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"What is particularly dramatic about Act4, Scene 3 of 'Othello'? Explore the relationship between the two women themselves and their relationships with their husbands here and elsewhere.

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Frederick Verne, 10L Shakespeare/pre-1914 Drama Coursework "What is particularly dramatic about Act4, Scene 3 of 'Othello'? Explore the relationship between the two women themselves and their relationships with their husbands here and elsewhere. Do you think Shakespeare himself is 'putting down' women or is he just portraying a male attitude of his time?" Act 4 Scene 3 of 'Othello' is clearly a pivotal scene in Shakespeare's tragedy - in the previous scene Othello has accused Desdemona to her face of adultery, with Emilia present. In scene 3 the women come to terms with the changes present in the mind of Othello, discuss men's treatment of females in general and, through this exchange that deals with this delicate topic, reach a deeper understanding of and level of communication with each other. In order to consider the role of women in 'Othello' (and therefore the dramatic quality of Act 4 Scene 3), we must first understand the context in which Shakespeare has chosen to set the play within. His main characters have all been brought up as Venetians, and the city of Venice would be well-known to an Elizabethan audience as being the 'pleasure capital' of Europe. Many of the theatre-goers would never have travelled overseas and stereotype would form much of their opinion of foreigners - Venetian women in particular were as being sexually loose. ...read more.


Through her singing of the song Desdemona displays more innocence, more simplicity. It signifies the collapse of language and her reaching for a non-spoken form of communication/expression. Incidentally, the song lyrics mention a sycamore tree alongside the more traditionally mournful willow. Perhaps it is a pun (sick-amour, sick-a-Moor) or perhaps it is just a tragic device of Shakespeare's (Romeo was found in a grove of sycamore when lovesick). Throughout the song Desdemona is nervous and edgy ("Hark! Who is't that knocks?"), this mood being transferred to the audience. For all of this scene the main focus has been on Desdemona. She has led the conversation into dark and melancholy areas, with Emilia attempting to calm her and keep things normal. Now Desdemona asks Emilia's opinion on marital abuse and deceit, and Emilia starts to show a darker side to her character. She has suffered for some time from the emotional neglect and public scorn of husband Iago, as shown particularly in her entrance in Act 2 Scene 1, Iago saying of her "She puts her tongue a little in her heart and chides without thinking." Emilia mildly attempts to defend herself, but Iago continues to verbally abuse her before the others. Later in Act 3 Scene 3 when Emilia has stolen Desdemona's handkerchief "to please his fantasy" he enters and before he knows what she has done for him says that "It is a common thing...to have a foolish wife." ...read more.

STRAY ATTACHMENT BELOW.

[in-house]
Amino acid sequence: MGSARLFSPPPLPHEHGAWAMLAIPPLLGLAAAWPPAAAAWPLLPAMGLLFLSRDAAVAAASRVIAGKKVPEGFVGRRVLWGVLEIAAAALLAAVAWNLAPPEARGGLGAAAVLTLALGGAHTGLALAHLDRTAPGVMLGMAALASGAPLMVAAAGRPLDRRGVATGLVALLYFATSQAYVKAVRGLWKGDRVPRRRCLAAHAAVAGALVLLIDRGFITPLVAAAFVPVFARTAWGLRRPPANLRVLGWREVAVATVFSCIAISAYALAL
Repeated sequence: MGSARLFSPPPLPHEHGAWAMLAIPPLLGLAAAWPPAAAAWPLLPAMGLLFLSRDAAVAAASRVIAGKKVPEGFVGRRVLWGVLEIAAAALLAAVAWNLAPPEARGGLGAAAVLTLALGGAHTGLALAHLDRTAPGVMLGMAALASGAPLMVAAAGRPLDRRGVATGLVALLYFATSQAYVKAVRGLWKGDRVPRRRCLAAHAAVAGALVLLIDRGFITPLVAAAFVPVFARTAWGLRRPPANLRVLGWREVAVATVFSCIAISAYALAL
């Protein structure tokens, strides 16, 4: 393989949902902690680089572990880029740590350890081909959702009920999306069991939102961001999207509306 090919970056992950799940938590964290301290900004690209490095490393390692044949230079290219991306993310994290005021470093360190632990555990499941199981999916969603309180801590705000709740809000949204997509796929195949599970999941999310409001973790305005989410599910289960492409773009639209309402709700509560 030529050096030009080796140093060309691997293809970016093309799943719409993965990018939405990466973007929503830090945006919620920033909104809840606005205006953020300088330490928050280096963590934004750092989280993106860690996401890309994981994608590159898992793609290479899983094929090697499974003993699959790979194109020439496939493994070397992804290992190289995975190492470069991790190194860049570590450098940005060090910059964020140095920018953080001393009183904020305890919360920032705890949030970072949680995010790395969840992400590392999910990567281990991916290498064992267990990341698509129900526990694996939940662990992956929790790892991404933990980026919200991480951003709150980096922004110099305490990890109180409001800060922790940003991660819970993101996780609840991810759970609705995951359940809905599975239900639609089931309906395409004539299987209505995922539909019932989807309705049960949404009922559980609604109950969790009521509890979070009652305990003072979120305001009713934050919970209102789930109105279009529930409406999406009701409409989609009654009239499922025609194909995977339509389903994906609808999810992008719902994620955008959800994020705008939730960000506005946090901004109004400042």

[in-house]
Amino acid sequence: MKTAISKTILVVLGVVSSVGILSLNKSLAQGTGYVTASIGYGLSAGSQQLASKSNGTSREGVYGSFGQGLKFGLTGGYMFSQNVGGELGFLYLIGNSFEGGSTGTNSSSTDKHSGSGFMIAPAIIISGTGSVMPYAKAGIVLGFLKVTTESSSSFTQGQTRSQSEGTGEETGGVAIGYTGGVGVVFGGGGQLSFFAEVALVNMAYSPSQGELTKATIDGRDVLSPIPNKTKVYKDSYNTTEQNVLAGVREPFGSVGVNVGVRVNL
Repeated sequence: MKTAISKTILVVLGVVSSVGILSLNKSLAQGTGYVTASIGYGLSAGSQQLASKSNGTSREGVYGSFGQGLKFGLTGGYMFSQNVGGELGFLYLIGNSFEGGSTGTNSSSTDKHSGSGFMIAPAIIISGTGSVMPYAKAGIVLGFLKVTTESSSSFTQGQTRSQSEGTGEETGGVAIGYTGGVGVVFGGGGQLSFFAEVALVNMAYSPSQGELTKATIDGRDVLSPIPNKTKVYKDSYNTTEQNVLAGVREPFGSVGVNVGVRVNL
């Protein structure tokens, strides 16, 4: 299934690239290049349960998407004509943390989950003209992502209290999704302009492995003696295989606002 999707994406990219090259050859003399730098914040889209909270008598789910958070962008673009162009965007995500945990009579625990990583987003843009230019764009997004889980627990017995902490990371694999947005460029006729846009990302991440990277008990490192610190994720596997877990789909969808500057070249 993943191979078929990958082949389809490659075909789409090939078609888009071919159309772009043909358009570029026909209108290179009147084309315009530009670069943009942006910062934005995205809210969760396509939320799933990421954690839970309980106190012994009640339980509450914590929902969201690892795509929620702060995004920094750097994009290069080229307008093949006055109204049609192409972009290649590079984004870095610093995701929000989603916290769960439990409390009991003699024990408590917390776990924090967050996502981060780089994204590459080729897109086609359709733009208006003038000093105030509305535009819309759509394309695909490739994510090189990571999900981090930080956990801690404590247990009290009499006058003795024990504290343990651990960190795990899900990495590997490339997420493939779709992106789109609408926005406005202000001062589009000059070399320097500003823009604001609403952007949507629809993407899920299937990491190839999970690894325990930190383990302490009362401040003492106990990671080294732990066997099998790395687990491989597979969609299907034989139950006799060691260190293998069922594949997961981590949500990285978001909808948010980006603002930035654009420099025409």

Similarly, the women (particularly Emilia) and given strong characters that protest against the system. However, given the traditional views of the audience that were likely to be held, Shakespeare could never allow these strong female characters to partake in the 'happy ending' awarded to the Self. They all become controlled in some manner, a few examples being Hermia, Helena and Titania ('A Midsummer Night's Dream'), Lady Macbeth ('Macbeth'), Ophilia ('Hamlet') and Rosalind ('As You Like It'). These people all end the play married or killed. In 'Othello', Othello himself changes from the learned, cultured man to the stereotypical black man (acting upon feeling rather than knowledge). However, the debate still remains that either Shakespeare is 'putting down' feminist ideas by having these controlled and broken by the end of the play, or that he is in support of those ideas and is using the characters of Emilia and the early Othello (who will be corrupted by the self, thus turning the audience's world on its head) to support them. Indeed, by even allowing these characters to air their views in their own rights surely counts as a vote of encouragement for their causes. The play could be used as evidence for either argument, with Act 4 Scene 3 being crucial to the plot, pivotal to the roles of the women, and its dramatic quality heightened by the possibility of it being a medium for Shakespeare's own views at that period. ...read more.

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